The young girl was sick, afraid, and ashamed when she came to the hospital. She had had an unwanted pregnancy. In Uganda, abortion is illegal. Without access to safe, legal reproductive health care, she turned to a traditional healer. The traditional healer helped her end the pregnancy but she developed an infection. Given the legal jeopardy and social stigma of abortion, the girl tried to keep it a secret and delayed seeking care; by the time she came to the hospital, she was septic and needed surgery to survive.
My friend was serving as a visiting physician at the hospital, teaching obstetrics and gynecology to medical students and resident physicians. She quickly performed surgery to control the infection. But that was just the start of the girl’s treatment. Northern Uganda is under-served and remote. Public health resources are lacking and hygiene can be difficult to maintain. Surgery is dangerous, but so is post-operative care. The risk of infection remains high. So, the girl had to spend months in the hospital, where doctors and nurses monitored her and changed her surgical dressings on a daily basis until she healed. She had to go back to the operating room three more times during that period. Through care and great perseverance, the medical team avoided having to perform a hysterectomy to eliminate the infection. When she could finally go home, she left quickly and quietly. My friend said it was likely her youth, the resilience of a teenager’s body, that allowed her to survive.
It is a sad fact that she was one of the lucky ones. Experts estimate that four in ten pregnancies in Uganda are unintended. As a result, every year hundreds of thousands of women and girls turn to illegal and often unsafe abortions to end their pregnancies. Uganda is a dangerous country for pregnant women, with one of the highest maternal mortality rates in the world. Experts believe unsafe abortions may be responsible for a fifth of those deaths.
But even after women safely bring an unplanned pregnancy to term, there is often tremendous hardship awaiting them. I worked with a women’s legal clinic just down the road from the hospital. The vast majority of our clients were raising children on their own. Just as some absent man-child was responsible for the pregnancy that put that young girl in the hospital, we were constantly working with women to address the absence of boys and men unready to be fathers. We spent our time chasing child support payments; cajoling police to execute protective orders against abusive partners; and mediating land conflicts in which vulnerable, usually single, mothers were expelled from their homes. Our clients loved their children, and they sacrificed for their children. But it rarely felt like the victory of life was won.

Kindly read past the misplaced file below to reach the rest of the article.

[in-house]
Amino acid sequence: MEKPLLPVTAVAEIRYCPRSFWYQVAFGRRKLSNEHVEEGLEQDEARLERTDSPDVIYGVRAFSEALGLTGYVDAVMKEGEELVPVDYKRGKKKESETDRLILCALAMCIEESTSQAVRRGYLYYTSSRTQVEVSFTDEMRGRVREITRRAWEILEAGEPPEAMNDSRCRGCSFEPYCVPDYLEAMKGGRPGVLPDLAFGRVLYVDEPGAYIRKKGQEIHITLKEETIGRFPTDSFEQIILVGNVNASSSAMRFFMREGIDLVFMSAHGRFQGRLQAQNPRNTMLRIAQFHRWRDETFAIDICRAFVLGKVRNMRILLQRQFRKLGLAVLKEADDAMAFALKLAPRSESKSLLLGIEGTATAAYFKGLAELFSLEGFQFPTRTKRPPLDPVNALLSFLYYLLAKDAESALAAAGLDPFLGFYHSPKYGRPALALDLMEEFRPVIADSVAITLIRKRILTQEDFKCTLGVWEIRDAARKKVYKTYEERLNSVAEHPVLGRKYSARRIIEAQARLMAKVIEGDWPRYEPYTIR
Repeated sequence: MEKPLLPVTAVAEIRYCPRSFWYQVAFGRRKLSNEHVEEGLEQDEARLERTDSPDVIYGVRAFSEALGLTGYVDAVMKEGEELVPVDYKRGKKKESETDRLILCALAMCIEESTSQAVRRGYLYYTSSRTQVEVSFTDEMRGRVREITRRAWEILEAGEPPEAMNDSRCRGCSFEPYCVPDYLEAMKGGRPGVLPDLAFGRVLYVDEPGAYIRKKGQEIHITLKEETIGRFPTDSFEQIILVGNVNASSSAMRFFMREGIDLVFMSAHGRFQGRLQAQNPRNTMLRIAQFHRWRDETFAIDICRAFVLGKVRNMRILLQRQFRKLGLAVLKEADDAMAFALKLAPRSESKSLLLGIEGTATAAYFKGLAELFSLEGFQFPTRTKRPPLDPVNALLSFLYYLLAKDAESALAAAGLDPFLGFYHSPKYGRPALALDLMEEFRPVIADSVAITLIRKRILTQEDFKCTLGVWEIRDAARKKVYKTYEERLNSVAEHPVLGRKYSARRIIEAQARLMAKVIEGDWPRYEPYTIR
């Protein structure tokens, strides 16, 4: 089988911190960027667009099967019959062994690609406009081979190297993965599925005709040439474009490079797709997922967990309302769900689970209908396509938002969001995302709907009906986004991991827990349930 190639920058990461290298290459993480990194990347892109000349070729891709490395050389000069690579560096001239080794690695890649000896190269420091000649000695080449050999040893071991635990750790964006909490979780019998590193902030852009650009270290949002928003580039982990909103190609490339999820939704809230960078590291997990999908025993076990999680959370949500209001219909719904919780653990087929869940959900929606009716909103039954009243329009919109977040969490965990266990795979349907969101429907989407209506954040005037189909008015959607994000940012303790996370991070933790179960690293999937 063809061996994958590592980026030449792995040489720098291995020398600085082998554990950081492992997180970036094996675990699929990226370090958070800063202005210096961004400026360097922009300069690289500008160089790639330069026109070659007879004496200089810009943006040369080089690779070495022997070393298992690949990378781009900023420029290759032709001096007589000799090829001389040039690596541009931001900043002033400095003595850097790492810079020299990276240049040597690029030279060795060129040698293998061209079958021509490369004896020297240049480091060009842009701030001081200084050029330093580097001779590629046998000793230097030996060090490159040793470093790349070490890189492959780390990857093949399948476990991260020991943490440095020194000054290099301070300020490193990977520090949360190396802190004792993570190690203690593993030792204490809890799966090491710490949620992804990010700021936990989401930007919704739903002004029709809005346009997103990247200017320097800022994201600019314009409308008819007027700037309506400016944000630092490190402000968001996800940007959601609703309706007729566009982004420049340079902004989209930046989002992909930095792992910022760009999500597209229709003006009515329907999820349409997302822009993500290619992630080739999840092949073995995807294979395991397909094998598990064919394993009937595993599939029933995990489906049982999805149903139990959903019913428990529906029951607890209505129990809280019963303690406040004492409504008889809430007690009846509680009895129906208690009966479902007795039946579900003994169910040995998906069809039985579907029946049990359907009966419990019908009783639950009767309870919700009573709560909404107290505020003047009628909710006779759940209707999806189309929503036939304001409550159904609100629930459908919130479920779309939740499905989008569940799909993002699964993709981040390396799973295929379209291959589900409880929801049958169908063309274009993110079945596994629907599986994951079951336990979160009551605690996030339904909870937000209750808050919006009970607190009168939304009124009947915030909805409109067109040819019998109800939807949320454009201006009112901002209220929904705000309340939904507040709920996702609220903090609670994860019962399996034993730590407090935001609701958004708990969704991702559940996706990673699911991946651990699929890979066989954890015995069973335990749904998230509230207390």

I’ve met people who hold truly consistent ethics of life. They oppose war, the death penalty, and violence in all its forms, even in self-defense. They also affirm life by advocating for policies that support the poor and enable all parents and children to thrive. While I don’t agree with their opposition to abortion, I can appreciate the integrity of their belief. But it’s hard for me to recognize that kind of integrity in laws that relegate women to dangerous, clandestine medical procedures or consign unintended families to lives of privation and struggle.
Where abortion is illegal, you find people weighing devastating prospects. They balance their dreams for the future with their fears of prosecution. And if the scale tips in the direction of their dreams, they may be forced—like that young girl in northern Uganda—to balance their choice of life with the risk of death.
 Despite its legal status, induced abortion is common in Uganda, where the annual abortion rate was 54 per 1,000 in 2003. The abortion rate was highest in the northern region at 70 per 1,000 women. The North also has the highest proportion of women living in poverty (71%), the lowest level of modern contraceptive use (6%) and the smallest proportion of women with seven or more years of schooling (12%). For reference, in the U.S., the abortion rate in 2017 was 13.5 per 1,000.
 Even when it is legal, medical care can be prohibitively expensive. Many Ugandans seek the cheaper alternative of traditional medicine. Some of it is quite effective and relatively safe. Some of it is not.
 In this case, the traditional healer used herbs containing chemicals with abortifacient properties. They inserted the herbs into the young girl’s vagina to either dilate the cervix or contract the uterus, triggering a miscarriage. These methods are time-proven; they end pregnancies. But they are unsafe. They can cause infection and endanger girls’ women’s lives when the miscarriages are not completed. That is what happened to this young girl. For more, see: Herbal medicine use and linked suspected adverse drug reactions in a prospective cohort of Ugandan inpatients.
Ian Ramsey-North is a third-year student at BC Law. Contact him at firstname.lastname@example.org.